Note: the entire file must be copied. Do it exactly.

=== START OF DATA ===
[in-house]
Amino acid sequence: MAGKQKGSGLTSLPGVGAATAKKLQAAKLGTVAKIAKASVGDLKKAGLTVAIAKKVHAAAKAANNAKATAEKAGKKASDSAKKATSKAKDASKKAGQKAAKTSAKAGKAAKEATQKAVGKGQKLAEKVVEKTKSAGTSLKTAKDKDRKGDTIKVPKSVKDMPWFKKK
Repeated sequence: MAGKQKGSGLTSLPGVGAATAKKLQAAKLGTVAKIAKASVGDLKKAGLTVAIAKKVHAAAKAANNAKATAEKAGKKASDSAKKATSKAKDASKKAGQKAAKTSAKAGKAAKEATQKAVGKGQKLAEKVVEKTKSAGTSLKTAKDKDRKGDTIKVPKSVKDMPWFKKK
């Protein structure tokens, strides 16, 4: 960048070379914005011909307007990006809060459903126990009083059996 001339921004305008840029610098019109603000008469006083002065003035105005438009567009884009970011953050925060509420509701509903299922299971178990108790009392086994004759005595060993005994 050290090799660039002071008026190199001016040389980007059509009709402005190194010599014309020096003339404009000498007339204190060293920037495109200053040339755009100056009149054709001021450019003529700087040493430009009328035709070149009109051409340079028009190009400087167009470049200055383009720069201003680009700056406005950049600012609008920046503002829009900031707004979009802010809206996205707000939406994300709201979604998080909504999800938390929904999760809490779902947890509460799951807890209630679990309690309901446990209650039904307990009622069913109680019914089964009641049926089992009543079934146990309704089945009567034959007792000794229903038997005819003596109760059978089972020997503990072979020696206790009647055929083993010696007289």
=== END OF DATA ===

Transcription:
[in-house]
Amino acid sequence: MAGKQKGSGLTSLPGVGAATAKKLQAAKLGTVAKIAKASVGDLKKAGLTVAIAKKVHAAAKAANNAKATAEKAGKKASDSAKKATSKAKDASKKAGQKAAKTSAKAGKAAKEATQKAVGKGQKLAEKVVEKTKSAGTSLKTAKDKDRKGDTIKVPKSVKDMPWFKKK
Repeated sequence: MAGKQKGSGLTSLPGVGAATAKKLQAAKLGTVAKIAKASVGDLKKAGLTVAIAKKVHAAAKAANNAKATAEKAGKKASDSAKKATSKAKDASKKAGQKAAKTSAKAGKAAKEATQKAVGKGQKLAEKVVEKTKSAGTSLKTAKDKDRKGDTIKVPKSVKDMPWFKKK
């Protein structure tokens, strides 16, 4: 960048070379914005011909307007990006809060459903126990009083059996 001339921004305008840029610098019109603000008469006083002065003035105005438009567009884009970011953050925060509420509701509903299922299971178990108790009392086994004759005595060993005994 050290090799660039002071008026190199001016040389980007059509009709402005190194010599014309020096003339404009000498007339204190060293920037495109200053040339755009100056009149054709001021450019003529700087040493430009009328035709070149009109051409340079028009190009400087167009470049200055383009720069201003680009700056406005950049600012609008920046503002829009900031707004979009802010809206996205707000939406994300709201979604998080909504999800938390929904999760809490779902947890509460799951807890209630679990309690309901446990209650039904307990009622069913109680019914089964009641049926089992009543079934146990309704089945009567034959007792000794229903038997005819003596109760059978089972020997503990072979020696206790009647055929083993010696007289």